For religious families, a faith-based education ensures continuity in your child’s home and school environment. A school that aligns with a family’s religious identity will encourage the development of a student’s faith alongside rigorous academic growth and improvement. While the decision to pursue a faith-based education often stems from a family’s existing belief system, some families choose religious schools because of their high quality, academic rigor, small student-teacher ratios, and commitment to parental involvement.
“A religious education helps children grow up feeling valued, worthy, and supported by God and a loving community,” says Sara Godwin, director of Apple Tree Christian Preschool and Kindergarten, a nonprofit organization that is part of the Broomfield United Methodist Church (UMC). The school focuses heavily on social and emotional development in all programs, and while a Bible curriculum is used to enhance and impart learning within those arenas, all children and families are welcome at Apple Tree. “Broomfield UMC and Apple Tree’s philosophy is ‘Jesus loves you, no strings attached,’” says Godwin. “That really is it, in a nutshell. Everyone is welcome, no matter your belief system. We want you here.”
Likewise, Holy Family High School welcomes students of all faiths, with 14 percent of the student body identifying as non-Catholic. Regardless of belief, the learning environment is top notch, with more than 85 percent of the faculty holding advanced degrees. These disciplined instructors employ a holistic approach to student development – something any family, regardless of faith, can appreciate when it comes to education. “We place the student experience firmly at the center of all our work,” says Holy Family principal Matt Hauptly. “Our students are surrounded by people who genuinely care about them. As a result, it is highly empowering, and our students thrive because they feel at home and at ease.”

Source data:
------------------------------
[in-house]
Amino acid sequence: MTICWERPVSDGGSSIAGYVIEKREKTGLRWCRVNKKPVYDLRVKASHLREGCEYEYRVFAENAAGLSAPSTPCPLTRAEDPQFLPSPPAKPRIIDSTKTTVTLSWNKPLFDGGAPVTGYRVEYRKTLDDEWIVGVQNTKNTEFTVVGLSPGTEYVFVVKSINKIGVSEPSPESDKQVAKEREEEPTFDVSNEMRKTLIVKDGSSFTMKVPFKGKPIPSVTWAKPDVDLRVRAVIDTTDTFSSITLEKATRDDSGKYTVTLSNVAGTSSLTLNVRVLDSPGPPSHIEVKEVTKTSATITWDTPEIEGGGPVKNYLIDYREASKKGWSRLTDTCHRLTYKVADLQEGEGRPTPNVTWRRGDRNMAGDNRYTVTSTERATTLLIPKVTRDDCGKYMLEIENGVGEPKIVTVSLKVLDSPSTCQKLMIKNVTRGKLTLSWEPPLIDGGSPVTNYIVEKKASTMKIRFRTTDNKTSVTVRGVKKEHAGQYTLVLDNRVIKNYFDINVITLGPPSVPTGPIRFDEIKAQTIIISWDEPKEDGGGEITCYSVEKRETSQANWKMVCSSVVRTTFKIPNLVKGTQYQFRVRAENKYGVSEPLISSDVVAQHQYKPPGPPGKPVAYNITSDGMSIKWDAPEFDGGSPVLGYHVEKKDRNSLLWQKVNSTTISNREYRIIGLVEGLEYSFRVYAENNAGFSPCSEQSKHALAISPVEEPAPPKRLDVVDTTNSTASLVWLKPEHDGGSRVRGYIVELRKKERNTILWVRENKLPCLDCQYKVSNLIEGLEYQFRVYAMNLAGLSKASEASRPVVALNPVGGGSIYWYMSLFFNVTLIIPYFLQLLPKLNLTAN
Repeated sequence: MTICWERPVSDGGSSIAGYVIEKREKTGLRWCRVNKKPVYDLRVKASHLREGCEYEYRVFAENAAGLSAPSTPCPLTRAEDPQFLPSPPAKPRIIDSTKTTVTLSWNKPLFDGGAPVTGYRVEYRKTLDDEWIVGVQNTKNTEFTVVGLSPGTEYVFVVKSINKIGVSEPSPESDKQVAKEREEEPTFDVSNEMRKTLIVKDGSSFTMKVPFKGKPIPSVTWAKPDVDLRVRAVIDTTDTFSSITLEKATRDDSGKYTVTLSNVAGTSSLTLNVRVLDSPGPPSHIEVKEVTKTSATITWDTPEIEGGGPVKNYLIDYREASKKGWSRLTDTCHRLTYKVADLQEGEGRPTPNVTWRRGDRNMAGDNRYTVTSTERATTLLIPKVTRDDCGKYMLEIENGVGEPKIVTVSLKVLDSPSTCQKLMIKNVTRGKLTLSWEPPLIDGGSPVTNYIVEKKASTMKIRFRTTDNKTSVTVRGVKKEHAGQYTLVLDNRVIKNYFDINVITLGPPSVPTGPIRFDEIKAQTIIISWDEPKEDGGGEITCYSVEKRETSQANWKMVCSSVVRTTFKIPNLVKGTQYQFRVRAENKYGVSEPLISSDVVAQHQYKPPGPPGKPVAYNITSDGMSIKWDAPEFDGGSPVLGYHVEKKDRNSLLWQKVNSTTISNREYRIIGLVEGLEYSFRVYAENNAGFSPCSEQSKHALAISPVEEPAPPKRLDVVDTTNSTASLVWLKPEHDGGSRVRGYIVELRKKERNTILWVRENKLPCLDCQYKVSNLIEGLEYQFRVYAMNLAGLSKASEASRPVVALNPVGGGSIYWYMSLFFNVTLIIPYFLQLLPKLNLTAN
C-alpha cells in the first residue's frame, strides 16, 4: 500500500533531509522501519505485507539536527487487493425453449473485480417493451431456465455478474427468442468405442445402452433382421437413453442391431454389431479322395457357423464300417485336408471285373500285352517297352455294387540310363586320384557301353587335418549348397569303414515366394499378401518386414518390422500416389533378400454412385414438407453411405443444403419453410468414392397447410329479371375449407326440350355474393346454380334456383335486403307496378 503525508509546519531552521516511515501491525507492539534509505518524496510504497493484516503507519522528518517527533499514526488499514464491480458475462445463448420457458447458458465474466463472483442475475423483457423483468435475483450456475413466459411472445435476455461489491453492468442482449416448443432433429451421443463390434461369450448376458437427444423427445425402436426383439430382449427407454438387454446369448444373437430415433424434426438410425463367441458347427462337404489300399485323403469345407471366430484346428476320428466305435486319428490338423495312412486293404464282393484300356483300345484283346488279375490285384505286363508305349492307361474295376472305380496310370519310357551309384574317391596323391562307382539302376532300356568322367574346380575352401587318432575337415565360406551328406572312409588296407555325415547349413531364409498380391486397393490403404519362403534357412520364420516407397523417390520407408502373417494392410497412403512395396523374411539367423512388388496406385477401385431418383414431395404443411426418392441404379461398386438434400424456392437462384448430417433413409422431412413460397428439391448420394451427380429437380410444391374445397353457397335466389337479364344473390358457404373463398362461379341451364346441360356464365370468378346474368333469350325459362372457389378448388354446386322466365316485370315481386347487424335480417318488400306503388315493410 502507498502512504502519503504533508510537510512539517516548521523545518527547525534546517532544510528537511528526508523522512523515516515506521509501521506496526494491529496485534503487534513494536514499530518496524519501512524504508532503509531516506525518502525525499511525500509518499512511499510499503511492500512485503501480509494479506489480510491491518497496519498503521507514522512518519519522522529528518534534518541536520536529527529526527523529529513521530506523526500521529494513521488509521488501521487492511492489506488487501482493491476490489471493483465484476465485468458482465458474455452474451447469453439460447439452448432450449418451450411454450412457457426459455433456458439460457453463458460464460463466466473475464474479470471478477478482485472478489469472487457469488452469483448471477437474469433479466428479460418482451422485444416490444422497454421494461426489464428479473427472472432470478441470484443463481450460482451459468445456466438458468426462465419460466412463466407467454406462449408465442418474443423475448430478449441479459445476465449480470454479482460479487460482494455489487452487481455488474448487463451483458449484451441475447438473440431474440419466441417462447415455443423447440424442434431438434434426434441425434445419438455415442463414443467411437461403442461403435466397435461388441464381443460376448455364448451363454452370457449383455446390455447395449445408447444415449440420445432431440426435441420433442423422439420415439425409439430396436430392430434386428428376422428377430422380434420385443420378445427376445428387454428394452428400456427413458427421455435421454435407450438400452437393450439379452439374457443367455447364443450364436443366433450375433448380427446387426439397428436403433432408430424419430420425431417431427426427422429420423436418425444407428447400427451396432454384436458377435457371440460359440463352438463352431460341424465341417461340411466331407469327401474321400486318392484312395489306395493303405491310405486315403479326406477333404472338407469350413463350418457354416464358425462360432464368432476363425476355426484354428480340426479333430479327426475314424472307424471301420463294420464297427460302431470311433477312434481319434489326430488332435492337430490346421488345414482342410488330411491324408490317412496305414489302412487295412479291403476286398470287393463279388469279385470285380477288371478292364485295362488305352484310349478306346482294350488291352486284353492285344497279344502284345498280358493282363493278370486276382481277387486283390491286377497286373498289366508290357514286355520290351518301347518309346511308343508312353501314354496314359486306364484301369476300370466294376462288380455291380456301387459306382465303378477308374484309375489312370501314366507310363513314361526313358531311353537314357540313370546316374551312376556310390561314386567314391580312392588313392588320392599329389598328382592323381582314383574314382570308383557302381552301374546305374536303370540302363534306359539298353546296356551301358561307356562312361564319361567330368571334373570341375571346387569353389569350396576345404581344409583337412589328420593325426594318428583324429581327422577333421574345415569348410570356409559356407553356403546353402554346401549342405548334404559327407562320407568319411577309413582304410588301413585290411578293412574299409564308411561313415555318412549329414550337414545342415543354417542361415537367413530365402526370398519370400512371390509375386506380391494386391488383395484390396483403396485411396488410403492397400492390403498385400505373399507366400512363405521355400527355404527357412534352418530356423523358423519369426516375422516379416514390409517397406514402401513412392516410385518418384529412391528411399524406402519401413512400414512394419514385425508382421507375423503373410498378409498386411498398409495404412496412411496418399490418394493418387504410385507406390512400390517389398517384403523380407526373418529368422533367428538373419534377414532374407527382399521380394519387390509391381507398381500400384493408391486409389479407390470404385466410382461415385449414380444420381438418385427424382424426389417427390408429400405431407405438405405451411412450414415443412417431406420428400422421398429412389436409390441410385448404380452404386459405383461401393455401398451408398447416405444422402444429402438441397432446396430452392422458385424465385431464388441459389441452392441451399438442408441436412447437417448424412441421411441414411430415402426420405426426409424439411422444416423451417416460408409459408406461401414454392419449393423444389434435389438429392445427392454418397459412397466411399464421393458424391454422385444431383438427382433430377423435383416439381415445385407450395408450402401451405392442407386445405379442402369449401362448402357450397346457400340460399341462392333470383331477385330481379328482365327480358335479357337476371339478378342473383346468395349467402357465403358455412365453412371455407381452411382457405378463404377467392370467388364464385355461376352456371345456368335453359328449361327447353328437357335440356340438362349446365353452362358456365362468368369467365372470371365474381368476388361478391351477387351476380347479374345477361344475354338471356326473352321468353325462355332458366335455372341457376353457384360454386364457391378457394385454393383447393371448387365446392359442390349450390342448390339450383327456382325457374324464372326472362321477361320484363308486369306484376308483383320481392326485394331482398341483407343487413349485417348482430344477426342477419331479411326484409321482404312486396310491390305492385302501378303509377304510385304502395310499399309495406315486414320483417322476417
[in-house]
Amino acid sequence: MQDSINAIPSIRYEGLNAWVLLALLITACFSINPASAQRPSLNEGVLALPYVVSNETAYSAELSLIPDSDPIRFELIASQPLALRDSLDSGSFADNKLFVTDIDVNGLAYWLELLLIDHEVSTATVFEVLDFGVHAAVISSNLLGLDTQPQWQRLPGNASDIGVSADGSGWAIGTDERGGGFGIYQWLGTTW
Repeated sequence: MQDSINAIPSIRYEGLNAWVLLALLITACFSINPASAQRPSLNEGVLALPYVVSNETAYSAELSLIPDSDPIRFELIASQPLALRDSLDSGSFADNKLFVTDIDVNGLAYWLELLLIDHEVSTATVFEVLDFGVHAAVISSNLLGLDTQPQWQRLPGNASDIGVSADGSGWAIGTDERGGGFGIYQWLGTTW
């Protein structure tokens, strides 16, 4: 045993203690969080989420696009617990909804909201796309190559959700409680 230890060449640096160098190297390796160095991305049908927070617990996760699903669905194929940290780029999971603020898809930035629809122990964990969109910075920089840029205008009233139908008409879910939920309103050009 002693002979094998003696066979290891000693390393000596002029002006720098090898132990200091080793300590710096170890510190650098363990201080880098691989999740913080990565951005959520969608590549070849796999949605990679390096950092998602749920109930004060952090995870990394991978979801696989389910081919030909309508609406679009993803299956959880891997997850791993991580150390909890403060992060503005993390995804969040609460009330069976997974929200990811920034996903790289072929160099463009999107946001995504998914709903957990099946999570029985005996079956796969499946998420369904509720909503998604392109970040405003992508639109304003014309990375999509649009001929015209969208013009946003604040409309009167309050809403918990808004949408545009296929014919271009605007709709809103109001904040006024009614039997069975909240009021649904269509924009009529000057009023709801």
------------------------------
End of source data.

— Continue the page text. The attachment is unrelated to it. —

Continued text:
Holistic student development is also a key component at Vista Ridge Academy, a preschool through 8th grade private school in Erie. Their small classroom sizes ensure personal attention from teachers and encourage high levels of family involvement in each student’s education. “We want parents to feel they are valued and a part of their child’s educational journey,” says Sandy Hepp, director of early childhood education at Vista Ridge. “Through our Christ-centered community and personally attentive teaching philosophy, we nurture the unique talents of each student as learners and leaders – aiming to grow confident minds, strong bodies, and loving spirits.”
A faith-based education not only creates plentiful opportunities for families and parents to be involved in their student’s educational experience, but most religious schools encourage and nurture that involvement. At Sacred Heart of Jesus, the school “acknowledges parents as the primary educators of their children,” says director of admissions Heather Elhardt. “Our goal is to create robust partnerships between home and school to support families in their quest for academic success.”
The prioritization of this engagement, along with the academic rigor and religious support provided by a faith-based school, are reasons that many parents choose to pursue these educational opportunities for their child. Regardless of your belief systems, faith-based schools present a valid option to consider for your child’s education future.
By Emma Castleberry for Raised in the Rockies